I find myself struggling with the cases. Could you please tell me some tips or something? Thank youHi! You are not alone! My students often ask me to explain the Russian case system and it is one of the most frequent questions here on this blog.
Cases in Russian show the relationships between words. In English, you can see who did what by the word order. In Russian, you can tell the subject from the object by different endings.
Example: Bob sees Masha. We know that Bob is a subject, it is he who sees. We don’t know if Masha sees Bob, but we know that Masha is a direct object here, she is being seen. We can assume who sees whom because of the word order. Bob goes first, he is the subject. In Russian, it is not that simple.
Боб видит Машу. - similar to English.
Машу видит Боб.
Боб Машу видит.
Видит Машу Боб.
Машу Боб видит.
Видит Боб Машу.
Each sentence above adds something to the basic sentence: we can emphasize that Bob sees Masha, not someone else, that Bob can see Masha, but can’t hear her, that it is Bob who sees Masha, not anyone else etc. Russian does it with the different word order. We still can tell who sees whom - because of the endings. Боб is in the Nominative case (like in a dictionary) -> Subject. Masha is in the Accusative case in all the sentences -> Direct object.
Each case may have more than one meaning, but here are the most common ones:
- Nominative- for subjects,
- Genitive - for possession, or parts of, or negations,
- Dative - for directions “toward”,
- Accusative - for direct objects,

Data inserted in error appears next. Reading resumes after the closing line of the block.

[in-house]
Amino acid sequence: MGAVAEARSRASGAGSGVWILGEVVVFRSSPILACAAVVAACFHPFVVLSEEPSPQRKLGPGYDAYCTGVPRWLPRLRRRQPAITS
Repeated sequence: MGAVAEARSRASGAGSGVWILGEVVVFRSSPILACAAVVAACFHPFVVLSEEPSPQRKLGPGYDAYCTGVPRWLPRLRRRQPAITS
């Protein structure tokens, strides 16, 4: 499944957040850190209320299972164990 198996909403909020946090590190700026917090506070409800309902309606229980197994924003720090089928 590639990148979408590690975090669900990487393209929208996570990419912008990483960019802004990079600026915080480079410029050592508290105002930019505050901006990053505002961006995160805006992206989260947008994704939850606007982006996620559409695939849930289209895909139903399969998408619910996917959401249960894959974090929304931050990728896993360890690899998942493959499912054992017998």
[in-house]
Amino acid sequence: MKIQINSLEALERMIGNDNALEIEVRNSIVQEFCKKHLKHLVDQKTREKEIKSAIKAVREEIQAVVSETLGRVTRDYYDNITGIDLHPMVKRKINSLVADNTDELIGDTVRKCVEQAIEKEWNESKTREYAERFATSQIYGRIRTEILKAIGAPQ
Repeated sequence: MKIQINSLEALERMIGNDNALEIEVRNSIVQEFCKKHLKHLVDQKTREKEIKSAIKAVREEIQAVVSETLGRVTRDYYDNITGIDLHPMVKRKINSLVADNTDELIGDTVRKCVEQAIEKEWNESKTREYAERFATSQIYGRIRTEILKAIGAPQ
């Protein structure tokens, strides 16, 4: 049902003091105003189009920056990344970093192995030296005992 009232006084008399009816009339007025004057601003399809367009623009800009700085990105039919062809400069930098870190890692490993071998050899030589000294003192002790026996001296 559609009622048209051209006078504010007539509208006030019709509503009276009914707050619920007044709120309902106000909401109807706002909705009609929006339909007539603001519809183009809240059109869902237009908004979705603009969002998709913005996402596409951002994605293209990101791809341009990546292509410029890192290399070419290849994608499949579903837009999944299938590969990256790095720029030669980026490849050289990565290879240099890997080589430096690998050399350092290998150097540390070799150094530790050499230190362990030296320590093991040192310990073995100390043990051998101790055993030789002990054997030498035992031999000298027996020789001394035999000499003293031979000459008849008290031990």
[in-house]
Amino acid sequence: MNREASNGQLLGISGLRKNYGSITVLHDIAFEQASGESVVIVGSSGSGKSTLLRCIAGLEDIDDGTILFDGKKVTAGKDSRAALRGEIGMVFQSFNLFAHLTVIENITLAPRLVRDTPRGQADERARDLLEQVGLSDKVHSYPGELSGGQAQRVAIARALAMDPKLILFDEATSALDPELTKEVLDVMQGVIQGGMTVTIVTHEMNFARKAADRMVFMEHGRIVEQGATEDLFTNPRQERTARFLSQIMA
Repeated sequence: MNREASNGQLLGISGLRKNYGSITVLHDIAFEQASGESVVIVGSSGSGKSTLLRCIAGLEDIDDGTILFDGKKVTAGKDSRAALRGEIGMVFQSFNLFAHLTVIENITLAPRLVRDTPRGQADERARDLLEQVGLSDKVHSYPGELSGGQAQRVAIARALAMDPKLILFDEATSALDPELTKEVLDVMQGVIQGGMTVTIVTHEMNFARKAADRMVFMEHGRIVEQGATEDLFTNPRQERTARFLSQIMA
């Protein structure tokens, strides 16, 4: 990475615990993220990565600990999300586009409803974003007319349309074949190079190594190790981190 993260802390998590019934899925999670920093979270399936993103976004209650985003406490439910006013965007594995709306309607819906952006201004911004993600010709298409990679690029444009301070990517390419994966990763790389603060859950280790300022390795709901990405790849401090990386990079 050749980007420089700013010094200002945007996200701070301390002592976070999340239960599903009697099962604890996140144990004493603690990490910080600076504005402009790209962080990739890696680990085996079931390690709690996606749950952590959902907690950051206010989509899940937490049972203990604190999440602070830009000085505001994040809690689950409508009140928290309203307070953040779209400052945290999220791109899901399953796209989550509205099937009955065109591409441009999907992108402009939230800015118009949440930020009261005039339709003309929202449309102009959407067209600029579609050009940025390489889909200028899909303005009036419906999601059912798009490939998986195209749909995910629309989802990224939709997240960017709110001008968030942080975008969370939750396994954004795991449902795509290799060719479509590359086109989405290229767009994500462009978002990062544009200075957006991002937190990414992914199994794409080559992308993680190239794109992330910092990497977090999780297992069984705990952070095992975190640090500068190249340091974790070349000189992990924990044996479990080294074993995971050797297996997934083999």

- Instrumental - for means or comparisons,
- Prepositional - for indirect objects, topics.
Russian cases basically do the job of the English prepositions - they help to build a sentence and to show how things relate to each other within one phrase.
The only way to memorize when to use which case is to practice. I would suggest writing short essays and posting them on lang-8 for Russian native speakers to correct them for free. It’s a great language learning start-up. I wholeheartedly recommend it to all my students. It is free and it has that wonderful cooperative atmosphere than makes language learning pleasant (at least, my experience with this website has been very positive so far).
Memorizing the endings
In Russian, there are three groups of nouns called declensions.
First: mostly Feminine nouns ending with -a/-я, also some masculine proper names and some masculine terms for relatives.
Second: masculine nouns ending with a consonant sounds or the soft sign (ь), + all neuter nouns.
Third: Feminine nouns ending with the soft sign (ь).
Many teachers prefer to group nouns by their gender - feminine(=1), masculine (=2), neuter (=2) and special soft-feminine nouns (=3). If it is more convenient for you, you can use this system.
Each group of nouns has its own set of endings for different cases. For example, Genitive for a feminine noun would be -ы/и, while Genitive for a masculine noun would be -а/я:
У меня нет сестры. У меня нет брата.
I would suggest having a grammar table with endings somewhere near your desk or at any place where you can easily check it. Here you can find a noun declension grammar table I developed for my students. Here are some more details for each declension type. You can also buy a grammar table bookmark set from my shop on Etsy and have all the tables handy.
Photo by Steven Mueller